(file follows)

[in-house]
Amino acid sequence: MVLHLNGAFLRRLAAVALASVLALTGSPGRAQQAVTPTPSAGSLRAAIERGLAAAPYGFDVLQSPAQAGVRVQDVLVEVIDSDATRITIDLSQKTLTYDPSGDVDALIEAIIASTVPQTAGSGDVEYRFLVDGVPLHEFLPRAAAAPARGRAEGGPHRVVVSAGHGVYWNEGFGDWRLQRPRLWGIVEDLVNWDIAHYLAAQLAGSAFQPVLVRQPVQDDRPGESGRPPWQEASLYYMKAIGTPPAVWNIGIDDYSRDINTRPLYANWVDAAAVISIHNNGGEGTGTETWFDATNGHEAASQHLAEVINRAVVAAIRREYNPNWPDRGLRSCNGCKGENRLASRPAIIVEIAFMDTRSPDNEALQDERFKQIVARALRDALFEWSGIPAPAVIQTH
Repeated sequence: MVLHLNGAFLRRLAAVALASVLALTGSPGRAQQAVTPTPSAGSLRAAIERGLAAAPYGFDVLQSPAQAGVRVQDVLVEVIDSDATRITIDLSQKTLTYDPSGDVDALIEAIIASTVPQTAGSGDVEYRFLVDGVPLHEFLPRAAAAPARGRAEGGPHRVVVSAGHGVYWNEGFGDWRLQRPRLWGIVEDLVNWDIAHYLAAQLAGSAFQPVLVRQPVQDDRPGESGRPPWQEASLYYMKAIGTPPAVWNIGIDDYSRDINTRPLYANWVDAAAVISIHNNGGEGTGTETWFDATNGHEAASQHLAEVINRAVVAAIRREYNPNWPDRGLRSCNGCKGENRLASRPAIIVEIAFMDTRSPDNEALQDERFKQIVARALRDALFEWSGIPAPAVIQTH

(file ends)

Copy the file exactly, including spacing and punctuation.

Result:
[in-house]
Amino acid sequence: MVLHLNGAFLRRLAAVALASVLALTGSPGRAQQAVTPTPSAGSLRAAIERGLAAAPYGFDVLQSPAQAGVRVQDVLVEVIDSDATRITIDLSQKTLTYDPSGDVDALIEAIIASTVPQTAGSGDVEYRFLVDGVPLHEFLPRAAAAPARGRAEGGPHRVVVSAGHGVYWNEGFGDWRLQRPRLWGIVEDLVNWDIAHYLAAQLAGSAFQPVLVRQPVQDDRPGESGRPPWQEASLYYMKAIGTPPAVWNIGIDDYSRDINTRPLYANWVDAAAVISIHNNGGEGTGTETWFDATNGHEAASQHLAEVINRAVVAAIRREYNPNWPDRGLRSCNGCKGENRLASRPAIIVEIAFMDTRSPDNEALQDERFKQIVARALRDALFEWSGIPAPAVIQTH
Repeated sequence: MVLHLNGAFLRRLAAVALASVLALTGSPGRAQQAVTPTPSAGSLRAAIERGLAAAPYGFDVLQSPAQAGVRVQDVLVEVIDSDATRITIDLSQKTLTYDPSGDVDALIEAIIASTVPQTAGSGDVEYRFLVDGVPLHEFLPRAAAAPARGRAEGGPHRVVVSAGHGVYWNEGFGDWRLQRPRLWGIVEDLVNWDIAHYLAAQLAGSAFQPVLVRQPVQDDRPGESGRPPWQEASLYYMKAIGTPPAVWNIGIDDYSRDINTRPLYANWVDAAAVISIHNNGGEGTGTETWFDATNGHEAASQHLAEVINRAVVAAIRREYNPNWPDRGLRSCNGCKGENRLASRPAIIVEIAFMDTRSPDNEALQDERFKQIVARALRDALFEWSGIPAPAVIQTH